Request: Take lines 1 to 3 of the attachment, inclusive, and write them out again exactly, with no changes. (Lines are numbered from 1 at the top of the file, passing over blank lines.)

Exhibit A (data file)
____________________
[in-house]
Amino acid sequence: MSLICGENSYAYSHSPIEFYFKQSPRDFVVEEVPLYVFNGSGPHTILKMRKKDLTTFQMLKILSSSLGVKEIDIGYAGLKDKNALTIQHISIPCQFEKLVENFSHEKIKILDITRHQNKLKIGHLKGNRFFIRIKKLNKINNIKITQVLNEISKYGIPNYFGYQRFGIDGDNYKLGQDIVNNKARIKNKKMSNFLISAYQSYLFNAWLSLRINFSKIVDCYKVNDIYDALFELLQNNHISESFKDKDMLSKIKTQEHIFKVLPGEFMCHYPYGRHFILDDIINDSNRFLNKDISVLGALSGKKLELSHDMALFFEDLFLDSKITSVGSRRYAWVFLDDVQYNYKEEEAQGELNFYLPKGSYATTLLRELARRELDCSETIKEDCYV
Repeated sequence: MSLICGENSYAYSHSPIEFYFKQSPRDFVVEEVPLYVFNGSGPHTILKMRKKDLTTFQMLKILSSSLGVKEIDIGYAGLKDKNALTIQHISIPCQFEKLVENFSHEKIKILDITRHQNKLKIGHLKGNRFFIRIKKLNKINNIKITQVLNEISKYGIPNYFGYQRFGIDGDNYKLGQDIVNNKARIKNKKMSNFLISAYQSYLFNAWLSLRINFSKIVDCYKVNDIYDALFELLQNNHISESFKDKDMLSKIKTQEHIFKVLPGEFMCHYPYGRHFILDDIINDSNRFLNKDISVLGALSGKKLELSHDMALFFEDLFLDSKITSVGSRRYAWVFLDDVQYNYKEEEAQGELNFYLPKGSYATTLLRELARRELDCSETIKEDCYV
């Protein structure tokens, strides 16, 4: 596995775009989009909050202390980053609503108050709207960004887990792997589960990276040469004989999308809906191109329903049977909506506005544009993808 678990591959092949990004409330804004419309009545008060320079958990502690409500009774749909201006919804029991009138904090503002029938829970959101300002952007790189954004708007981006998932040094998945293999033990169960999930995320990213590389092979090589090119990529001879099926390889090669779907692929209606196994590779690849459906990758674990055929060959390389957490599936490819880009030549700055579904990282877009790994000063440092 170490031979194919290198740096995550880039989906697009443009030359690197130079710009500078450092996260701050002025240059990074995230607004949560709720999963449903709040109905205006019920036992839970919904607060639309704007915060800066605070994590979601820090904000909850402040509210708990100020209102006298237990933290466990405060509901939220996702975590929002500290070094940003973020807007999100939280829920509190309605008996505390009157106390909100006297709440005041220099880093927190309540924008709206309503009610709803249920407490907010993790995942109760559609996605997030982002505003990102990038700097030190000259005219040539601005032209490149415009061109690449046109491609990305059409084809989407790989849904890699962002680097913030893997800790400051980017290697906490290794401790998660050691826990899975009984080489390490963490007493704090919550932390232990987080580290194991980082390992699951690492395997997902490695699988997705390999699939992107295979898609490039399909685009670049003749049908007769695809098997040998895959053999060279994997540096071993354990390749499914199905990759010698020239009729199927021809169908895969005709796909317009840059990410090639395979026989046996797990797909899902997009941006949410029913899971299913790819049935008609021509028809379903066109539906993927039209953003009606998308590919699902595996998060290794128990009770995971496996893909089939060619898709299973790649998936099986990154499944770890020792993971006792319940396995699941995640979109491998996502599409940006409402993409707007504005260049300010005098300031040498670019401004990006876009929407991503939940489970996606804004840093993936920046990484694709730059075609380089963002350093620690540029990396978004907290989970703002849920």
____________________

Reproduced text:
[in-house]
Amino acid sequence: MSLICGENSYAYSHSPIEFYFKQSPRDFVVEEVPLYVFNGSGPHTILKMRKKDLTTFQMLKILSSSLGVKEIDIGYAGLKDKNALTIQHISIPCQFEKLVENFSHEKIKILDITRHQNKLKIGHLKGNRFFIRIKKLNKINNIKITQVLNEISKYGIPNYFGYQRFGIDGDNYKLGQDIVNNKARIKNKKMSNFLISAYQSYLFNAWLSLRINFSKIVDCYKVNDIYDALFELLQNNHISESFKDKDMLSKIKTQEHIFKVLPGEFMCHYPYGRHFILDDIINDSNRFLNKDISVLGALSGKKLELSHDMALFFEDLFLDSKITSVGSRRYAWVFLDDVQYNYKEEEAQGELNFYLPKGSYATTLLRELARRELDCSETIKEDCYV
Repeated sequence: MSLICGENSYAYSHSPIEFYFKQSPRDFVVEEVPLYVFNGSGPHTILKMRKKDLTTFQMLKILSSSLGVKEIDIGYAGLKDKNALTIQHISIPCQFEKLVENFSHEKIKILDITRHQNKLKIGHLKGNRFFIRIKKLNKINNIKITQVLNEISKYGIPNYFGYQRFGIDGDNYKLGQDIVNNKARIKNKKMSNFLISAYQSYLFNAWLSLRINFSKIVDCYKVNDIYDALFELLQNNHISESFKDKDMLSKIKTQEHIFKVLPGEFMCHYPYGRHFILDDIINDSNRFLNKDISVLGALSGKKLELSHDMALFFEDLFLDSKITSVGSRRYAWVFLDDVQYNYKEEEAQGELNFYLPKGSYATTLLRELARRELDCSETIKEDCYV